As the founder of Radical Doula, Miriam Zoila Perez created a network for birthing coaches to support people of all genders, races, and economic backgrounds through pregnancy, birth, miscarriage, and abortion.
As co-editor of the Student Nonviolent Coordinating Committee’s newsletter, the Student Voice, Dorothy Miller Zellner helped craft the organization’s message and report on stories suppressed by the mainstream media.
Roberta Galler’s work for the Congressional Challenge marked a landmark civil rights effort, using six hundred depositions that blacks had been prevented from voting in the 1964 congressional election as evidence that the election was unconstitutional.
Believing that the stories of strong women needed to be remembered and honored, reporter Lynn Sherr covered women’s issues as a journalist and brought the story of Susan B. Anthony to a new generation.
Rabbi Maralee Gordon helped found the Chutzpah Collective, a radical Jewish political collective that utilized the inclusion of women in religious rituals as a jumping-off point for making all Jews feel welcome in the Jewish community regardless of disability or sexual orientation.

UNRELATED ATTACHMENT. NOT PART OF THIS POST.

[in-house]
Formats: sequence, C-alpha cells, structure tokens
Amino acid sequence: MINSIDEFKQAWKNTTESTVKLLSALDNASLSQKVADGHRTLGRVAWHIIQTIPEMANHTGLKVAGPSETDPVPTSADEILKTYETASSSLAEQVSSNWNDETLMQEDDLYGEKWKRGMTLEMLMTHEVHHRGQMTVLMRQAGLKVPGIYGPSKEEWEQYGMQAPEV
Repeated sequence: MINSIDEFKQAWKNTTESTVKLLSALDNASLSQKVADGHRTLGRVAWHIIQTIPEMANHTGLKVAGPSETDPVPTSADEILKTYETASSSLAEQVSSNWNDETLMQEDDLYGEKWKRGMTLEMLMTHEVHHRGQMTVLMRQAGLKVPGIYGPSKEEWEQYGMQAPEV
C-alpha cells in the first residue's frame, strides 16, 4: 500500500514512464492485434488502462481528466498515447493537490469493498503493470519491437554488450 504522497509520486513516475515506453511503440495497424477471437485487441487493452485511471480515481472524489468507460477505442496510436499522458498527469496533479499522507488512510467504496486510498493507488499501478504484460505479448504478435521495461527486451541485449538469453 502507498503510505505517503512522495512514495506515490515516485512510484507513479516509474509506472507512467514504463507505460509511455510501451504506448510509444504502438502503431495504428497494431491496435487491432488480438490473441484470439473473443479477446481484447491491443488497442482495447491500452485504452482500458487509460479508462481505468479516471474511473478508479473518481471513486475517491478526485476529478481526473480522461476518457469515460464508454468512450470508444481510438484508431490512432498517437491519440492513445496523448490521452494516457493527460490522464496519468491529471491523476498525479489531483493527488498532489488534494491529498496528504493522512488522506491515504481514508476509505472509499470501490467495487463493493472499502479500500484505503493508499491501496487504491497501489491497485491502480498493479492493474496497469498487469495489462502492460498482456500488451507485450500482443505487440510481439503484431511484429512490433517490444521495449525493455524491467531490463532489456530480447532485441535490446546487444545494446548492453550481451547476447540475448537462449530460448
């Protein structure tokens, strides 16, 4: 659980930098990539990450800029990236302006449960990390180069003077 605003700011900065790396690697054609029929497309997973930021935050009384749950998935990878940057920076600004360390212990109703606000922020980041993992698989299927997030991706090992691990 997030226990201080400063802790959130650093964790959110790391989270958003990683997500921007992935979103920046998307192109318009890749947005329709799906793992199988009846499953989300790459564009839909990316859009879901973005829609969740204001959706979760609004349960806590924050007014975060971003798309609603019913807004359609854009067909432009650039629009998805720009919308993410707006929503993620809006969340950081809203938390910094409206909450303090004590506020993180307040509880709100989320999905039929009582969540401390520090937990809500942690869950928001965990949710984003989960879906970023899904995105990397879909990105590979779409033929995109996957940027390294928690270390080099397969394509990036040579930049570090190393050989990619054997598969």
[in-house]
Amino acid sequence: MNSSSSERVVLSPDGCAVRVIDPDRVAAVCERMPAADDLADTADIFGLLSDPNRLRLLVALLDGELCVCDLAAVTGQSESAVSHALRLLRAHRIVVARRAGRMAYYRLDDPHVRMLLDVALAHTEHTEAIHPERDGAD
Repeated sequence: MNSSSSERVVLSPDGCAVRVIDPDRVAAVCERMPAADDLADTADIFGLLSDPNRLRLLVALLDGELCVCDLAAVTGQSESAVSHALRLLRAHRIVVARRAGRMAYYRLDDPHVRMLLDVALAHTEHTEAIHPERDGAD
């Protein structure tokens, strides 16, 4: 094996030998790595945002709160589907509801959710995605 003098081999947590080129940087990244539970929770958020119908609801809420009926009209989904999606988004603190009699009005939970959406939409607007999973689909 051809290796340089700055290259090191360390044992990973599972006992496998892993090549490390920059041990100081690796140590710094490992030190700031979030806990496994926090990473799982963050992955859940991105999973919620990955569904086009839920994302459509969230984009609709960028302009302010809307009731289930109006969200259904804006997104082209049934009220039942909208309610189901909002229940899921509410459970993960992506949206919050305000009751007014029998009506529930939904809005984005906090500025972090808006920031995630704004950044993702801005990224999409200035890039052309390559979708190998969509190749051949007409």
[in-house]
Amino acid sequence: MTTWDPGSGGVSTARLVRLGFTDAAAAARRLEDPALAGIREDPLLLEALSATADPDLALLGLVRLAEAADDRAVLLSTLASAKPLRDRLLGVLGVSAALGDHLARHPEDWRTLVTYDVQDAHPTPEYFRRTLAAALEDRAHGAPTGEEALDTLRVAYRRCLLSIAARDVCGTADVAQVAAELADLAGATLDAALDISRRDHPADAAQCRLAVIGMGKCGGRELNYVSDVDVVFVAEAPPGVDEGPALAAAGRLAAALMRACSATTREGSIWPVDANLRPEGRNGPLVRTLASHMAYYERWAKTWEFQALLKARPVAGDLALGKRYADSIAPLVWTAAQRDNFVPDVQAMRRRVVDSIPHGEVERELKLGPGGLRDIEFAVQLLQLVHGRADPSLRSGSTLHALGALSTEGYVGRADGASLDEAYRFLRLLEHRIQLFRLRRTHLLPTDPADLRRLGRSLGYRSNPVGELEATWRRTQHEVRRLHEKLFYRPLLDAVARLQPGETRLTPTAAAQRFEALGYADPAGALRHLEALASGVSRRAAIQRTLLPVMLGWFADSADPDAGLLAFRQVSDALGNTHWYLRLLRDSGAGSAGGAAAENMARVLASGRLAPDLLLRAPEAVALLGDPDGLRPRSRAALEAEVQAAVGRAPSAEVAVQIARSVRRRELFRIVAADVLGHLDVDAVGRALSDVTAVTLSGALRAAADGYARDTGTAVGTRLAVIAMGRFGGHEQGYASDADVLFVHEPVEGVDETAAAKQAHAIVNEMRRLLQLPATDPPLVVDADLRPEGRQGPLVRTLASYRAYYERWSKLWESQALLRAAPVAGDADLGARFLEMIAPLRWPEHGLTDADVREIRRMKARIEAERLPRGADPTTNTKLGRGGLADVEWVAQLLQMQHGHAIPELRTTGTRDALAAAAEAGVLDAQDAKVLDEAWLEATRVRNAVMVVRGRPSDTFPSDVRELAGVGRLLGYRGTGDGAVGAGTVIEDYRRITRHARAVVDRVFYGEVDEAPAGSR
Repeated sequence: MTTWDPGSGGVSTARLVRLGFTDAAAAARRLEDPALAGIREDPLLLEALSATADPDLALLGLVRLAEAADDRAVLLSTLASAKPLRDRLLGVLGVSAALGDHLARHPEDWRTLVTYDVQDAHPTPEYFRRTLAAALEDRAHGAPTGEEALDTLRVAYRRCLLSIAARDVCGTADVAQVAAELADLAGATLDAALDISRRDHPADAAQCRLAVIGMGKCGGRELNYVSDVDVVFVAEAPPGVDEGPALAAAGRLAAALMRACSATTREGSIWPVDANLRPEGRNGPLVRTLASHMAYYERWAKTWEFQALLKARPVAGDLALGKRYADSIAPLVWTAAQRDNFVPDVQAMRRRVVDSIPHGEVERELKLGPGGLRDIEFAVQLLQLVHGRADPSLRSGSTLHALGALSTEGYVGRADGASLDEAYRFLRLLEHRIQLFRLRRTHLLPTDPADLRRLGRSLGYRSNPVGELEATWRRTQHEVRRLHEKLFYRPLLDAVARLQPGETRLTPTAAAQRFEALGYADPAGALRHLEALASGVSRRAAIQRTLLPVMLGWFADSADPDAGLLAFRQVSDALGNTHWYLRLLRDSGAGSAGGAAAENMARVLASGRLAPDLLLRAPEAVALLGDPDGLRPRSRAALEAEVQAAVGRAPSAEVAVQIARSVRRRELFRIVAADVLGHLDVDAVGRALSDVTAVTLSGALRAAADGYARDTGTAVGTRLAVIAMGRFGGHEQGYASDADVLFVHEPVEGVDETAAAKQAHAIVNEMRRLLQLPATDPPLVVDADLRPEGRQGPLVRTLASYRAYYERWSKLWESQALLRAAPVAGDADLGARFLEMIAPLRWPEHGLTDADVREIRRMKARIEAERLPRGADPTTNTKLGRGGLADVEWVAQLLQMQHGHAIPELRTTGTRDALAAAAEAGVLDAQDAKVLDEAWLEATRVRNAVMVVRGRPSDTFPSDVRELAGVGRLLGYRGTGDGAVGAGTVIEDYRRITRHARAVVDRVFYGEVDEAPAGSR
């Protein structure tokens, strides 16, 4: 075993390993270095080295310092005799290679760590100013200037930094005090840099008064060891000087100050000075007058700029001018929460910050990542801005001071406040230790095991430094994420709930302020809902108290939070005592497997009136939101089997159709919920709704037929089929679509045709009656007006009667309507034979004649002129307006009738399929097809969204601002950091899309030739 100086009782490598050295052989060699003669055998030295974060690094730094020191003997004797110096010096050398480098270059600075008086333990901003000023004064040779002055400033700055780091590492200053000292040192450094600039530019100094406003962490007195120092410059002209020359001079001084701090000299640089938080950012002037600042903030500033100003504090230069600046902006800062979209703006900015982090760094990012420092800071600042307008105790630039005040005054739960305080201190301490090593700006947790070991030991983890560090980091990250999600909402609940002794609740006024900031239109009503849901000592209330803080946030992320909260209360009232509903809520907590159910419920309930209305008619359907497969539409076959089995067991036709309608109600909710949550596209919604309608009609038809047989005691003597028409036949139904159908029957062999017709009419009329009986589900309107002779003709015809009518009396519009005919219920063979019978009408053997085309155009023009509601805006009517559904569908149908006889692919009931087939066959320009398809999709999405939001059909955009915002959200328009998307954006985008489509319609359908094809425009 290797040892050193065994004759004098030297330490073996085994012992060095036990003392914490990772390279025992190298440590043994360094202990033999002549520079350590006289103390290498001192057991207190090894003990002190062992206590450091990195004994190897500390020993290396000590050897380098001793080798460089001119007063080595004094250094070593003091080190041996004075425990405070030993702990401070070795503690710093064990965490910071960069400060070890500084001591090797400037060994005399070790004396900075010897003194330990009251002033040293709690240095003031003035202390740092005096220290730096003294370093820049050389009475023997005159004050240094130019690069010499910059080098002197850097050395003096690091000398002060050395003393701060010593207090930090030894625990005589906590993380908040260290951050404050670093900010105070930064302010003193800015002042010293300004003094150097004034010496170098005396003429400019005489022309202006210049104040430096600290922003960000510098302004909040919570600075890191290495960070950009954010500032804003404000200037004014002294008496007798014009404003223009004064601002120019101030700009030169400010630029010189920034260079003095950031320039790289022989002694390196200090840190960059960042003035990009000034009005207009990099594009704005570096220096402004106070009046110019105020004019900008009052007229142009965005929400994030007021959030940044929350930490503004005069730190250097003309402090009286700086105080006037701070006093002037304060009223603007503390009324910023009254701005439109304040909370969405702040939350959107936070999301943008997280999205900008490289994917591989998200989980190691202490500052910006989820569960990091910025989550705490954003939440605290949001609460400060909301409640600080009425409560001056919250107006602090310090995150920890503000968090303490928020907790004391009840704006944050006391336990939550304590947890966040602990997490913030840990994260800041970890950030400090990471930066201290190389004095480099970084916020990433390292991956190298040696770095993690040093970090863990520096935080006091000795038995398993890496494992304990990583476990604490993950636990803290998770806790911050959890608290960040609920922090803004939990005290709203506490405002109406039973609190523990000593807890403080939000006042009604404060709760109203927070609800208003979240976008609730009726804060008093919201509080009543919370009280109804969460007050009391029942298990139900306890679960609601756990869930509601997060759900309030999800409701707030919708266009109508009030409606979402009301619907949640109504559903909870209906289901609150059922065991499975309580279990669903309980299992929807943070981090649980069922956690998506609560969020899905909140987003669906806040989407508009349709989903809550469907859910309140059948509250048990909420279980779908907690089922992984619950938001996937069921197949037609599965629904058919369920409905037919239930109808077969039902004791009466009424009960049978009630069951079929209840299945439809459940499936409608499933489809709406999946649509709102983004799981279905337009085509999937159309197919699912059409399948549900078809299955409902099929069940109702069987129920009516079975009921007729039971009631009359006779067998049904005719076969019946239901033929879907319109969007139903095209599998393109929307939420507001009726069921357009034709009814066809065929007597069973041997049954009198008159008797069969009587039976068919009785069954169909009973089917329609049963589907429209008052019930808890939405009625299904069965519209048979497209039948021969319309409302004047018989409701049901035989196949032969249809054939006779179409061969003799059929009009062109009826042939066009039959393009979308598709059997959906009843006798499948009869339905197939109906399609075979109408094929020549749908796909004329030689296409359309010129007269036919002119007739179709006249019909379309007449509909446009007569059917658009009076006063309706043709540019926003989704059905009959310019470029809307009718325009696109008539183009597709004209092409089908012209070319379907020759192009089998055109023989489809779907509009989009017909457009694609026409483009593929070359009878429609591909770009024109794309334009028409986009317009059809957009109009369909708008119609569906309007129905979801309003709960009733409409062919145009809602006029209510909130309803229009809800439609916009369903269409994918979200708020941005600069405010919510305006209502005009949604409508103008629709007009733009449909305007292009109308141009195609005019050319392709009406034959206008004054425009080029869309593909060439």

Part of the first class of women ordained as Conservative rabbis, Nina Beth Cardin embraced the unconventional path of a “community pulpit” by founding healing centers and creating new ways to approach miscarriage and loss.
We know little about the Canadian pioneer woman known as Mrs. Zelickson. She came to Canada in 1891 and settled in Southern Saskatchewan in the Jewish pioneer colony of Hirsch. In the year 1925, she responded to an on-going discussion in the magazine Nor'-West Farmer on the topic of what a woman was worth. Her response combined a healthy dose of humor and self-assuredness.